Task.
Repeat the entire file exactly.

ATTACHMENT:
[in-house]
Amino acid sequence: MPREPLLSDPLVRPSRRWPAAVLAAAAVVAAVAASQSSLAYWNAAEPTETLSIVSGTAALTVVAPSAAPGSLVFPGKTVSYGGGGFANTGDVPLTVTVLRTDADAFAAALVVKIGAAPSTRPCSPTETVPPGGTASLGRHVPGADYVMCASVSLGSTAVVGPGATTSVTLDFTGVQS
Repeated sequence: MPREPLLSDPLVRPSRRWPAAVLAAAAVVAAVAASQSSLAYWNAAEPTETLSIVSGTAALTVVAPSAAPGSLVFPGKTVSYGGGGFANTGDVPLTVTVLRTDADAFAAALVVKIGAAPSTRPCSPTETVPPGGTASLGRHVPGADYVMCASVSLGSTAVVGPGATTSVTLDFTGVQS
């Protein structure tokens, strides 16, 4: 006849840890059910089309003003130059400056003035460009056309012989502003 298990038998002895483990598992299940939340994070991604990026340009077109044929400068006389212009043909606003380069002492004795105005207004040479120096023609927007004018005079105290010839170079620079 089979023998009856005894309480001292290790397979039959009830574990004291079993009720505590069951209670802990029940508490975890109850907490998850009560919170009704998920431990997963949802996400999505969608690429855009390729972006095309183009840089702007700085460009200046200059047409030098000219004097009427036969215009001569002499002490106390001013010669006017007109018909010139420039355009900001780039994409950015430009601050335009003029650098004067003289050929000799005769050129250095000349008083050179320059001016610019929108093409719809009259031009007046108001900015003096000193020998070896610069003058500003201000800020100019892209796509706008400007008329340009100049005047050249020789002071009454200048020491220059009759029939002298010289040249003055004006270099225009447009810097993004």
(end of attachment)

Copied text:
[in-house]
Amino acid sequence: MPREPLLSDPLVRPSRRWPAAVLAAAAVVAAVAASQSSLAYWNAAEPTETLSIVSGTAALTVVAPSAAPGSLVFPGKTVSYGGGGFANTGDVPLTVTVLRTDADAFAAALVVKIGAAPSTRPCSPTETVPPGGTASLGRHVPGADYVMCASVSLGSTAVVGPGATTSVTLDFTGVQS
Repeated sequence: MPREPLLSDPLVRPSRRWPAAVLAAAAVVAAVAASQSSLAYWNAAEPTETLSIVSGTAALTVVAPSAAPGSLVFPGKTVSYGGGGFANTGDVPLTVTVLRTDADAFAAALVVKIGAAPSTRPCSPTETVPPGGTASLGRHVPGADYVMCASVSLGSTAVVGPGATTSVTLDFTGVQS
């Protein structure tokens, strides 16, 4: 006849840890059910089309003003130059400056003035460009056309012989502003 298990038998002895483990598992299940939340994070991604990026340009077109044929400068006389212009043909606003380069002492004795105005207004040479120096023609927007004018005079105290010839170079620079 089979023998009856005894309480001292290790397979039959009830574990004291079993009720505590069951209670802990029940508490975890109850907490998850009560919170009704998920431990997963949802996400999505969608690429855009390729972006095309183009840089702007700085460009200046200059047409030098000219004097009427036969215009001569002499002490106390001013010669006017007109018909010139420039355009900001780039994409950015430009601050335009003029650098004067003289050929000799005769050129250095000349008083050179320059001016610019929108093409719809009259031009007046108001900015003096000193020998070896610069003058500003201000800020100019892209796509706008400007008329340009100049005047050249020789002071009454200048020491220059009759029939002298010289040249003055004006270099225009447009810097993004």